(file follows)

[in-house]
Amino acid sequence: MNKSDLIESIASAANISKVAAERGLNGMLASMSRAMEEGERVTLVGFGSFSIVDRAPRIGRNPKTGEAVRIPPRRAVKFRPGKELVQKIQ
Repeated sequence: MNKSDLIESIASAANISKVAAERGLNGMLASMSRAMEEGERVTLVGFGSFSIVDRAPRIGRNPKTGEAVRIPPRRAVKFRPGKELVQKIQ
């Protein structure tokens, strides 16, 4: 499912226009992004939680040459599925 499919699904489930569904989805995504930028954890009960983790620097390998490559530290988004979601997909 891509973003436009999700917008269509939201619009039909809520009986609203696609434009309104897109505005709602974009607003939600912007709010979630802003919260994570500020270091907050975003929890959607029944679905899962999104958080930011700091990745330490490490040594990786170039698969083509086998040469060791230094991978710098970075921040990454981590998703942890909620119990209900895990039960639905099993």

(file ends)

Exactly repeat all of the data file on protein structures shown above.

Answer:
[in-house]
Amino acid sequence: MNKSDLIESIASAANISKVAAERGLNGMLASMSRAMEEGERVTLVGFGSFSIVDRAPRIGRNPKTGEAVRIPPRRAVKFRPGKELVQKIQ
Repeated sequence: MNKSDLIESIASAANISKVAAERGLNGMLASMSRAMEEGERVTLVGFGSFSIVDRAPRIGRNPKTGEAVRIPPRRAVKFRPGKELVQKIQ
């Protein structure tokens, strides 16, 4: 499912226009992004939680040459599925 499919699904489930569904989805995504930028954890009960983790620097390998490559530290988004979601997909 891509973003436009999700917008269509939201619009039909809520009986609203696609434009309104897109505005709602974009607003939600912007709010979630802003919260994570500020270091907050975003929890959607029944679905899962999104958080930011700091990745330490490490040594990786170039698969083509086998040469060791230094991978710098970075921040990454981590998703942890909620119990209900895990039960639905099993």